Emotions ran high at Vanderbilt University on Tuesday evening as the school addressed its nondiscrimination policy regarding university-sponsored student organizations in a schoolwide town hall meeting.
It started as hundreds of students were left outside as Furman Hall quickly filled to capacity — and reached its tipping point when many students left after Vanderbilt quarterback Jordan Rodgers wasn't afforded a response to a statement.
Under the "all-comers" nondiscrimination policy, Vanderbilt requires that all organizations' membership and leadership positions be open to every student on campus regardless of "race, sex, religion, color, national or ethnic origin, age, disability, military service, or genetic information." Several student organizations, most of them religious, have been deemed as non-compliant because of religion-centric qualifications for leaders. All student organizations were subject to review after a gay male was allegedly forced to resign from a Christian fraternity last year.
"We feel very strongly about all-comers," Vanderbilt Vice Chancellor for University Affairs and Athletics David Williams said. "To us, membership and leadership are one in the same."
Things got off to a tense start when the first statement from the crowd of students proclaimed unity and asked opposers of the policy to stand up. A majority of the crowd, most of them wearing white shirts, stood and applauded. But Provost Richard McCarty quickly shot the group down, saying the roughly 200 students at the meeting were not a "random" sample. Williams took it a step further.
"When we integrated, [that question] might have gotten the same [kind of] response," Williams said.
Several leaders of Christian student groups like the Medical Christian Fellowship, Christian Legal Society, and the Navigators spoke out against the policy.
McCarty and Williams spent most of the meeting defending and clarifying the policy. According to them, a non-Christian should have the opportunity to be a member and be elected to lead a Christianity-based group.
"We believe in inspired leadership … I want that person to earn your vote," McCarty said. "We want you to be open to that rare individual."
For example, McCarty said, a white, Jewish female student ran an afternoon program at a predominantly black Baptist church in North Nashville — a healthy connection that wouldn't have been possible without an all-comers policy.
But some student organizations argued that allowing a person to run for leadership who doesn't share convictions and beliefs consistent with the group was counterproductive.
"If someone [running for leadership] doesn't share the faith that is being taught, what's the point of having these organizations?" asked Rodgers, an active member of the school's Fellowship of Christian Athletes. Williams responded by saying members of the FCA could collectively choose not to elect a non-Christian — but that person should at least have the opportunity to run for office. Rodgers conceded that a non-person-of-faith wouldn't be elected.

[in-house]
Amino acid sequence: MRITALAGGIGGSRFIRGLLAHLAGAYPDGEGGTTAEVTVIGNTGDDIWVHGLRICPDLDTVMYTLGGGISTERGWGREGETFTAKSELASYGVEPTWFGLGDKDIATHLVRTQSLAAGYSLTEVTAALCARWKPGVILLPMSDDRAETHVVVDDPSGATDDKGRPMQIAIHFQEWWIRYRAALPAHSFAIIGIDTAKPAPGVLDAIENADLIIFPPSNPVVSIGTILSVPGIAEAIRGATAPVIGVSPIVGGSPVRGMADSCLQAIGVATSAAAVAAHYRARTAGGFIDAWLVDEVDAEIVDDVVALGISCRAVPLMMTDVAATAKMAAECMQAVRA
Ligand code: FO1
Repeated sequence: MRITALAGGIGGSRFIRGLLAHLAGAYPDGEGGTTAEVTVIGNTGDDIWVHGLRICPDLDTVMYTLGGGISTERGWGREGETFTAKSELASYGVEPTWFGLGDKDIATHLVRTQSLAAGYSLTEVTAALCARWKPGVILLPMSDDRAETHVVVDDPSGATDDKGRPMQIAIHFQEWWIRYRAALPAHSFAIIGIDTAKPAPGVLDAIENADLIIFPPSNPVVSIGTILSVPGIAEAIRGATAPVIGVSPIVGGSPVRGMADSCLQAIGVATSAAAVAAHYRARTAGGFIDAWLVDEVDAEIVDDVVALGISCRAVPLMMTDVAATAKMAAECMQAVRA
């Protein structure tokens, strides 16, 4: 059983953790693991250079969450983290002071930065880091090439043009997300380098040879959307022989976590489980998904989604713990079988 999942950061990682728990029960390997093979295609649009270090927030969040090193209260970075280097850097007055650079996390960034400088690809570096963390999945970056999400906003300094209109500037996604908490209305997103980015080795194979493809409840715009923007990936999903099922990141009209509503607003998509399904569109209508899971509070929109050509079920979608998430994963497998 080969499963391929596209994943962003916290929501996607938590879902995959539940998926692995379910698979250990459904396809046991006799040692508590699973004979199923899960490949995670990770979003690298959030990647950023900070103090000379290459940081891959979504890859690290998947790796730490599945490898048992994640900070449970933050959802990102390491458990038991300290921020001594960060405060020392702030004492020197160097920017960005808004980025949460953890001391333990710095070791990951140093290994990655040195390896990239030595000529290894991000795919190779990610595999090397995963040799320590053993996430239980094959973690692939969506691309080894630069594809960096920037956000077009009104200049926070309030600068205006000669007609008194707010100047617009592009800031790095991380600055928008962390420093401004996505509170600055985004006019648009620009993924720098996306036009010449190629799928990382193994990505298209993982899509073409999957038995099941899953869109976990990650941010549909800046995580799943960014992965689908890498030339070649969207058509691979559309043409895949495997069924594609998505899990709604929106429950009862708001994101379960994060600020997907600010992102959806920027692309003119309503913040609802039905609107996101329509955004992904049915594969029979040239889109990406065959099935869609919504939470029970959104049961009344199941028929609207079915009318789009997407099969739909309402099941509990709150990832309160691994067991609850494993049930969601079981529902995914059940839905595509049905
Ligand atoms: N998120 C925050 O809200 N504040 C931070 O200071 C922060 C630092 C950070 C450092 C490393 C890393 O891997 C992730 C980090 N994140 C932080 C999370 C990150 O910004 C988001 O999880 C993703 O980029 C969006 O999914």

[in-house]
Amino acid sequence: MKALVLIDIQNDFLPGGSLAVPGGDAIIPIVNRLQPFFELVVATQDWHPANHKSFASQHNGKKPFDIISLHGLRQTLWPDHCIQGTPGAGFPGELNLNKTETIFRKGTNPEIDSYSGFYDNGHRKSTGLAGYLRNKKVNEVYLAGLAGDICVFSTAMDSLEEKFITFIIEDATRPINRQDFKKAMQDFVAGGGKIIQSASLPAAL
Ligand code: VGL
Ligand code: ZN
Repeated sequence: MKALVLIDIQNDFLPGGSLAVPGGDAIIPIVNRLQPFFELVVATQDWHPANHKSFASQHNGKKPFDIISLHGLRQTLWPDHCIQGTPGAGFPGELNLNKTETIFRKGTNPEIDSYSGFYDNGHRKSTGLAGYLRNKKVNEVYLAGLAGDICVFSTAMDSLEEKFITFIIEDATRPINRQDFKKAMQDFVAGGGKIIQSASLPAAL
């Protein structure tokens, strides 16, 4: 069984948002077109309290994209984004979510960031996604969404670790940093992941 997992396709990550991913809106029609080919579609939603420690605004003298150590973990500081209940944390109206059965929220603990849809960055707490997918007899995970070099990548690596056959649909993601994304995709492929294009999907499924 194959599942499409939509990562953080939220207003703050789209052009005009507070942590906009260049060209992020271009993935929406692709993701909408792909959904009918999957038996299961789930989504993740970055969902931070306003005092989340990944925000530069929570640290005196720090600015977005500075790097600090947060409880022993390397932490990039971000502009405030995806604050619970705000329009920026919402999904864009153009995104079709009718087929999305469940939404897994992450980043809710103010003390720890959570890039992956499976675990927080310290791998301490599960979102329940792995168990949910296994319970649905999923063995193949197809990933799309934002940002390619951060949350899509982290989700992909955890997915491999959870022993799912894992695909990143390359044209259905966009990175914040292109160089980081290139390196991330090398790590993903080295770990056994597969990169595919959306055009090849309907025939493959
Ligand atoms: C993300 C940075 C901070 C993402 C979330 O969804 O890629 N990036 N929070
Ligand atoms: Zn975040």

"If we're jumping through the hoops of your policy as a facade, what's the point?" Rodgers said. Williams acknowledged that the school wouldn't make exceptions to the policy for faith-based organizations and that he understood the opposition.
When Rodgers continued to push his point, Dean of the Divinity School and moderator James Hudnut-Buemler asked that others be given an opportunity to talk. Rodgers, along with almost 20 other students, stood up and left, after more than two hours into the meeting. One student yelled "Shame on you!" on his way out.
While out-numbered, several students supported the policy. A caucasian male, draped in a rainbow flag, said he was elected as vice president of the Asian American Student Association.
"This policy is really important to me," he said. "I have been able to take this position and grow as a person."
A gay undergraduate student took exception to a previous statement that Vanderbilt's "dark days" of discrimination were in the past.
"These are still the dark days," he said, referencing discrimination toward homosexuals on campus.
The university did acknowledge that there was a great deal of misunderstanding regarding the policy.
"Let me apologize on behalf of the university," Williams said. "We are trying to make sure everyone gets on the same page."
Brant Bonnett, a senior at Vanderbilt, was one of the hundreds of students turned away from the meeting. He watched it via an internet stream in a classroom — and said he was glad to see the school clarify their stand.
"The biggest thing is that the university finally owned its position in a public way and really defined the way they see the policy," Bonetti said. "I disagree with their value judgement, but at least I know the choices they are making."